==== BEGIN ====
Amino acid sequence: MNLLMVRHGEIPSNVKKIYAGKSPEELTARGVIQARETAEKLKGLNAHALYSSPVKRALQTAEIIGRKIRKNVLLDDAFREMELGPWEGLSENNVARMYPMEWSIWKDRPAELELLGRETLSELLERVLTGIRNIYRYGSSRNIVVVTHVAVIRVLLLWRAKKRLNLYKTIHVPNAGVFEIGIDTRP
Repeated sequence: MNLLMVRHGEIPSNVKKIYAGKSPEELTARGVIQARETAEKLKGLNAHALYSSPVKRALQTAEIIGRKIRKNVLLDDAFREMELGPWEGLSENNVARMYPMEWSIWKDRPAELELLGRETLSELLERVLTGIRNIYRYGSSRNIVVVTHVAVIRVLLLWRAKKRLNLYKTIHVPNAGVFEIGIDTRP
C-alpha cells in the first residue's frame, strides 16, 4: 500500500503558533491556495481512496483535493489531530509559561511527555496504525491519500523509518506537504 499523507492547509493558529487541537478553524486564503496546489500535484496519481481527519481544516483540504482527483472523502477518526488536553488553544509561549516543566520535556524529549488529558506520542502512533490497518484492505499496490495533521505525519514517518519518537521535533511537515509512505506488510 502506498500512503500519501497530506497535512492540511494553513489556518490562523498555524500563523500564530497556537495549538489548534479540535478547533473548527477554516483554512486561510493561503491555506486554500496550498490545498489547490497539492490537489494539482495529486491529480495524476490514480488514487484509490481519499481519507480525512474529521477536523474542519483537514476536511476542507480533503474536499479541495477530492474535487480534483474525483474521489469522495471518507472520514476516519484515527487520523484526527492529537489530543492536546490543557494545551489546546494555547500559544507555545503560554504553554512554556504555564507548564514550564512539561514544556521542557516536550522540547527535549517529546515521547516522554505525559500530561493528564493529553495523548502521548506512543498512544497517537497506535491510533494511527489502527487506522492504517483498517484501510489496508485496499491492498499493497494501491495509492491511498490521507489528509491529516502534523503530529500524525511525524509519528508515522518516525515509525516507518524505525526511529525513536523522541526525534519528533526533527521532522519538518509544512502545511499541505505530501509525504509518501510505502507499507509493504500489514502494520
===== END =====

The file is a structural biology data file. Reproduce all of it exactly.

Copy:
Amino acid sequence: MNLLMVRHGEIPSNVKKIYAGKSPEELTARGVIQARETAEKLKGLNAHALYSSPVKRALQTAEIIGRKIRKNVLLDDAFREMELGPWEGLSENNVARMYPMEWSIWKDRPAELELLGRETLSELLERVLTGIRNIYRYGSSRNIVVVTHVAVIRVLLLWRAKKRLNLYKTIHVPNAGVFEIGIDTRP
Repeated sequence: MNLLMVRHGEIPSNVKKIYAGKSPEELTARGVIQARETAEKLKGLNAHALYSSPVKRALQTAEIIGRKIRKNVLLDDAFREMELGPWEGLSENNVARMYPMEWSIWKDRPAELELLGRETLSELLERVLTGIRNIYRYGSSRNIVVVTHVAVIRVLLLWRAKKRLNLYKTIHVPNAGVFEIGIDTRP
C-alpha cells in the first residue's frame, strides 16, 4: 500500500503558533491556495481512496483535493489531530509559561511527555496504525491519500523509518506537504 499523507492547509493558529487541537478553524486564503496546489500535484496519481481527519481544516483540504482527483472523502477518526488536553488553544509561549516543566520535556524529549488529558506520542502512533490497518484492505499496490495533521505525519514517518519518537521535533511537515509512505506488510 502506498500512503500519501497530506497535512492540511494553513489556518490562523498555524500563523500564530497556537495549538489548534479540535478547533473548527477554516483554512486561510493561503491555506486554500496550498490545498489547490497539492490537489494539482495529486491529480495524476490514480488514487484509490481519499481519507480525512474529521477536523474542519483537514476536511476542507480533503474536499479541495477530492474535487480534483474525483474521489469522495471518507472520514476516519484515527487520523484526527492529537489530543492536546490543557494545551489546546494555547500559544507555545503560554504553554512554556504555564507548564514550564512539561514544556521542557516536550522540547527535549517529546515521547516522554505525559500530561493528564493529553495523548502521548506512543498512544497517537497506535491510533494511527489502527487506522492504517483498517484501510489496508485496499491492498499493497494501491495509492491511498490521507489528509491529516502534523503530529500524525511525524509519528508515522518516525515509525516507518524505525526511529525513536523522541526525534519528533526533527521532522519538518509544512502545511499541505505530501509525504509518501510505502507499507509493504500489514502494520